We need to have a mayor that can control those things -first and foremost – show that we’re willing to take the fight to the tax burden, to the utilities and then we can have a conversation about competitive advantage, against these other cities, otherwise nothing’s going to happen.

CB – Do you think that, looking at the way the city has been trying to develop, that it’s been this mish-mash of approaches; one year saying ‘oh, we’re going to attract call centers’ and then the next year, ‘oh we’re going to attract dvd movie manufacturers’…do you think the issue is not having a unified vision for the city or is it just politicians throwing big names out – like Toyota – to make it seem like stuff’s getting done and not really pushing for the progress that attracts those businesses?

David – Push it, right. And another issue is the educational component, you know, we don’t have a single public high school in the top 100 in the state of Texas…not one.  And if you contextualize that, education in the First World developed countries, America is toward the bottom…and then within the United States, Texas is near the bottom and within Texas, we’re at the bottom.

So we have a real problem, and when Toyota went to San Antonio…San Antonio has five universities, San Antonio has a very smart population…us? We have one major university – fantastic, that’s fine – but we don’t have competition, we need more schools to increase the education around here…a destination university and I think that’s something that’s different, that we need to start having a conversation about, otherwise – the attrition rate here, for our high school kids – is  28% that don’t even finish.

It’s a problem, but it’s a big joke, yet we keep on throwing money at these problems, we just passed one of the largest bonds in the history of El Paso…but without addressing administrator, faculties and teachers, it just doesn’t get addressed in these things…we’re $2 billion dollars in debt, you know, it just goes on and on, but there’s no real solutions here, just money flowing one way.

CB –  How do you make that $2billion dollar debt real to someone who lives in the Lower Valley…if they’ve disconnected, what do you do?

David – We’re the largest city in the United States with the highest level of bond indebtedness…and what people don’t understand is, fine- you’re not a homeowner and that’s cool, you might rent – but your rent is going to go up…and the largest revenue-generator for the City of El Paso is property tax.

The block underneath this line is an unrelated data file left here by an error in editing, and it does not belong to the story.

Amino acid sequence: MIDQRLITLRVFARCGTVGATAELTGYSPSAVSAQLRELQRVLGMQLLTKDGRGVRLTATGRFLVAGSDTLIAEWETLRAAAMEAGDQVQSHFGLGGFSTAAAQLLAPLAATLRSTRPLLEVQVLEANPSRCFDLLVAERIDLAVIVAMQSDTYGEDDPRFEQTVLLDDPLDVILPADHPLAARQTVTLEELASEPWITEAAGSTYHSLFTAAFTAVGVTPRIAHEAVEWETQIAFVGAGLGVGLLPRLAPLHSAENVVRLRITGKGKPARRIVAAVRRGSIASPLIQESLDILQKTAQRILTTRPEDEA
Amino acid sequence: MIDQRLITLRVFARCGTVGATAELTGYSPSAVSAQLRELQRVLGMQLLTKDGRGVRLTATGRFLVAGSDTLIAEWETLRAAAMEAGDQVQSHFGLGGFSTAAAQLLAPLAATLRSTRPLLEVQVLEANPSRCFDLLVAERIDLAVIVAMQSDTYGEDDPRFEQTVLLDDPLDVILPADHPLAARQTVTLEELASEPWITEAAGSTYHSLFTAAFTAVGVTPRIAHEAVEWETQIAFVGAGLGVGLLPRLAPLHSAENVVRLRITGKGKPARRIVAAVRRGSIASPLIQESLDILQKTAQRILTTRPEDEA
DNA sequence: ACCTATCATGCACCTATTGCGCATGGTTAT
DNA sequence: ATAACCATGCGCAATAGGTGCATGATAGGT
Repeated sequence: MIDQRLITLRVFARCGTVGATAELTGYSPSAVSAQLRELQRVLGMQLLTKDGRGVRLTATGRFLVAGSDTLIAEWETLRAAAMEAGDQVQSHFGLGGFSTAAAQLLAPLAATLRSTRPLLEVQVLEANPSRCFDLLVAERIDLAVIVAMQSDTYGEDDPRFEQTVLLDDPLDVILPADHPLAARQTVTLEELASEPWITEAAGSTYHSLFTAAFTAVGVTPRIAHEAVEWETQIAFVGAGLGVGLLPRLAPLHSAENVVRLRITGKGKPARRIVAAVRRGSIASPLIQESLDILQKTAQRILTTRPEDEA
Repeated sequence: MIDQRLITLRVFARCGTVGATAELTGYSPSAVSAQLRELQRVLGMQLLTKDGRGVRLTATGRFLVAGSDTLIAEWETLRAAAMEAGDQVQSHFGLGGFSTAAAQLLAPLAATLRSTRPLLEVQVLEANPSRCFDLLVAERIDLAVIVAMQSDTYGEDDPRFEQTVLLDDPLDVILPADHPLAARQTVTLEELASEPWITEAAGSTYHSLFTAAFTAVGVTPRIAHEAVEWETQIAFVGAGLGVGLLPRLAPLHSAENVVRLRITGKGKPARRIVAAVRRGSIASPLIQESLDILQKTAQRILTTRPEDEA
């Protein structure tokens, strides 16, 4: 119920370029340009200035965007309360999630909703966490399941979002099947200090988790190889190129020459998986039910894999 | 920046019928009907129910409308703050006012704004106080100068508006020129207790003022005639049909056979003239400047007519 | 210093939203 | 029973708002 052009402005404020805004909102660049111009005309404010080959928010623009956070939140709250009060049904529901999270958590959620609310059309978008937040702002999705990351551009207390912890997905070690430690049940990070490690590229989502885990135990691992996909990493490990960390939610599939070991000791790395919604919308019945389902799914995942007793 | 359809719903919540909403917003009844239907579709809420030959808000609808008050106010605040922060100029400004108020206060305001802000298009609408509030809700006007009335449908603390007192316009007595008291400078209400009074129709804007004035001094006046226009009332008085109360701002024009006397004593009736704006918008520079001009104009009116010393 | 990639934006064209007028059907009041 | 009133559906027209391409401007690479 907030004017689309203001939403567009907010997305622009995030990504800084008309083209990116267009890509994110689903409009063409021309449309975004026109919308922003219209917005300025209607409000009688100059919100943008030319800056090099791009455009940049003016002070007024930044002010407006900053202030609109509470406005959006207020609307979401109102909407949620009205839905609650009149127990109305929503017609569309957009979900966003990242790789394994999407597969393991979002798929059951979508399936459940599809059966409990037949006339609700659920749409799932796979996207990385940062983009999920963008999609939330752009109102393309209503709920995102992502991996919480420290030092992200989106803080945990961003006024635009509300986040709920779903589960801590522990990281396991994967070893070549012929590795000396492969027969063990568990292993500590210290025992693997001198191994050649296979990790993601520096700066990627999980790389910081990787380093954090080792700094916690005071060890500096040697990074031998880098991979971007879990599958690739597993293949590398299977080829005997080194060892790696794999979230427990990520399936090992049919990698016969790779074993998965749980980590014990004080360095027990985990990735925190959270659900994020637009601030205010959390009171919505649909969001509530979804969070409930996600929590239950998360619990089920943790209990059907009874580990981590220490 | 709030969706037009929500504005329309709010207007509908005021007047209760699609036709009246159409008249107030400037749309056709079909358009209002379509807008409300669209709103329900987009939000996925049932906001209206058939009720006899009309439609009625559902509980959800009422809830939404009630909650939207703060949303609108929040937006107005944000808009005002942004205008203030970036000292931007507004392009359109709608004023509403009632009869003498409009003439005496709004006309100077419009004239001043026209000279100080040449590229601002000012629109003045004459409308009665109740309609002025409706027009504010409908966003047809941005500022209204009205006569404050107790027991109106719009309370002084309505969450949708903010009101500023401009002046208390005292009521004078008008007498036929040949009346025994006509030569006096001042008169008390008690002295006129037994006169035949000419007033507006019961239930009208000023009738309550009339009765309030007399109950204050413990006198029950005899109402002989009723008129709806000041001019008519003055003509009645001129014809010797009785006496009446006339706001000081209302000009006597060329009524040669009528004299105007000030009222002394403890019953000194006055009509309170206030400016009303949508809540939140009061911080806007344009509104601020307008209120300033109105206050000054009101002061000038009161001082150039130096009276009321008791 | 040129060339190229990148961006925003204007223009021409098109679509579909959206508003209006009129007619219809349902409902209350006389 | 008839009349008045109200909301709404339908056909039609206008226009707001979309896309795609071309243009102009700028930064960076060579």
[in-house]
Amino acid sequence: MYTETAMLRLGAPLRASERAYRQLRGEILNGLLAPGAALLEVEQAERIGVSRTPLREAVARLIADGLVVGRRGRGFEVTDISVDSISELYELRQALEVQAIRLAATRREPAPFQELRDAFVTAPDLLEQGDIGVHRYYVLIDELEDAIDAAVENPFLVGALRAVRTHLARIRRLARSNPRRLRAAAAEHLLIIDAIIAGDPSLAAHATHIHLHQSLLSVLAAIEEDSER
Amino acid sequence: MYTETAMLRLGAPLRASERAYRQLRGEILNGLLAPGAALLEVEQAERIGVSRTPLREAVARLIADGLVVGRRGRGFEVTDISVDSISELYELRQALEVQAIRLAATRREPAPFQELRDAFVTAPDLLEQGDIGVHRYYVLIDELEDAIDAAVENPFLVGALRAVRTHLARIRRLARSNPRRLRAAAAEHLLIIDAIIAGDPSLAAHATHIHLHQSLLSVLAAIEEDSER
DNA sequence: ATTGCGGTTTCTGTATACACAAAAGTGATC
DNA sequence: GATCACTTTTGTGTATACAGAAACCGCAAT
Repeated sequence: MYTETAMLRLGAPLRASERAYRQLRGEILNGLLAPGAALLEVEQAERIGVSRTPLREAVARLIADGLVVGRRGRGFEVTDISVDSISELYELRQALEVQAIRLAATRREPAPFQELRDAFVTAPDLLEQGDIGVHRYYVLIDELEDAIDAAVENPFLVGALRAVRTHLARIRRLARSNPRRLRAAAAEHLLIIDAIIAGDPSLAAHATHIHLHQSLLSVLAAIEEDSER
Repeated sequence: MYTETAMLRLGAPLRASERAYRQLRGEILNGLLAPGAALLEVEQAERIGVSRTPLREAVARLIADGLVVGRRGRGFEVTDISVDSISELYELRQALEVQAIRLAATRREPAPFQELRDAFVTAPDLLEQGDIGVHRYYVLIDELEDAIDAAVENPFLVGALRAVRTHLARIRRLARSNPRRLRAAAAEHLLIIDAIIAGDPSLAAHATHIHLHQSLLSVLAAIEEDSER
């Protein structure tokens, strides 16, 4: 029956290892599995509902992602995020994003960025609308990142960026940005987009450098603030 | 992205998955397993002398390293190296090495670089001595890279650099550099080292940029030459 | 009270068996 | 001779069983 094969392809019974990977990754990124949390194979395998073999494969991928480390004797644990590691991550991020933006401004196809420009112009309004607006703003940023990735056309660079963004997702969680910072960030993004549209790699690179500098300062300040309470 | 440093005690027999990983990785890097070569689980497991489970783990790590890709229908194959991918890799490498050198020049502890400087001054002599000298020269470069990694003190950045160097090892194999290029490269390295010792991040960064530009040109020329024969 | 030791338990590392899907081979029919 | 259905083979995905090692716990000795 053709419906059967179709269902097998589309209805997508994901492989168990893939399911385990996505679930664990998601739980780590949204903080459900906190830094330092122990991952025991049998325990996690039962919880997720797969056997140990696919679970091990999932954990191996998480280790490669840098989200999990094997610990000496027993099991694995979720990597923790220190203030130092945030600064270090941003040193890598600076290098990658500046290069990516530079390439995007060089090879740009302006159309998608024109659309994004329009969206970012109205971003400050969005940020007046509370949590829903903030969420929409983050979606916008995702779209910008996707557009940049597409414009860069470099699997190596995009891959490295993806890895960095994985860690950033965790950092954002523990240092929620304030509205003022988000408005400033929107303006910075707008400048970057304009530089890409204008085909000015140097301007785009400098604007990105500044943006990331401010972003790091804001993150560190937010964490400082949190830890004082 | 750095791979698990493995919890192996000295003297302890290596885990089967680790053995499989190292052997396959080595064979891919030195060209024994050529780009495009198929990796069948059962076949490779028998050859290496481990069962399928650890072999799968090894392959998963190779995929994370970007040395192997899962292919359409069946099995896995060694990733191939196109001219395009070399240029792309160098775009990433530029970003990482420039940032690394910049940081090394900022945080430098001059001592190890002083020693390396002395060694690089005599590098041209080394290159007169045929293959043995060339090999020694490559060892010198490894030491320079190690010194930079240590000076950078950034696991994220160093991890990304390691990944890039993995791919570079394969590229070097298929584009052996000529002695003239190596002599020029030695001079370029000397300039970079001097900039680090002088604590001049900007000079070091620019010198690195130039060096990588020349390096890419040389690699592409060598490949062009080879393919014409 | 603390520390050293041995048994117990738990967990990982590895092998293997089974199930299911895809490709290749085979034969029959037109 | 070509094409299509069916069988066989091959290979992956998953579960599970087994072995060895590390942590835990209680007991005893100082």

So those $2 billion of bonds that are out there and we owe, the payment on that is $103 million, what we collect in property taxes is $153 million a year…that’s just unsustainable, and the only way things work out is to raise taxes, which seems to have been the solution forever, but they’ll always reason it…’it’s only a $20 increase this year, don’t worry about it…but you couple that with utilities and on and on and on and it gets expensive, and no one is ever willing to hold the line.

And – by the way – I’m not a big fan of that phrase ‘hold the line,’  we need a dramatic change, we need to cut, we need tax reform here in town; we don’t have a plan, we don’t have a commercial tax base, we have an opportunity, because there’s other communities that are finding exponential success  – like the Golden Triangle in Mississippi – that was the sticks like ten years ago, now they’ve got an advanced steel mill, Yokohama Tires is there now, median income has just about doubled…all they did was say ‘we have people here with the acumen for work, we have people here with the minimum skills necessary to learn a new trade, ok we have access to the Mississippi River, we’re centrally located…let’s go to town with this”  and they did.

I believe that ‘Untold is Unsold.’ I’m a big fan of marketers and marketing, like Seth Godin…this guy, he says “in life, or anything that you do, be the biggest and the fastest or the smallest and the slowest…if you find yourself anywhere in the middle, you’re mediocre…you’re invisible…

CB – You’re saying you have to find that identity and go with it…

David – Yes! and it’s here…organically…and I keep on reminding people, I’m from the world-famous West Texas town of El Paso….Texas’ history actually begins here in El Paso, the First Thanksgiving was here…and the list goes on and on…it’s something we don’t embrace anymore, and we keep on benchmarking ourselves against San Antonio, Oklahoma City and Nashville, and we’re selling our name down the river, when it’s one of the strongest things we have.

I believe that heritage tourism could huge, I think that with tourism in Texas being a $6 million industry, and we only take 2% of that.

CB –  There was a recent article, about cities building for tourists, versus building for residents…do you think we’re at that junction now…where we’re going to have to make that choice?

David – Yes. I agree.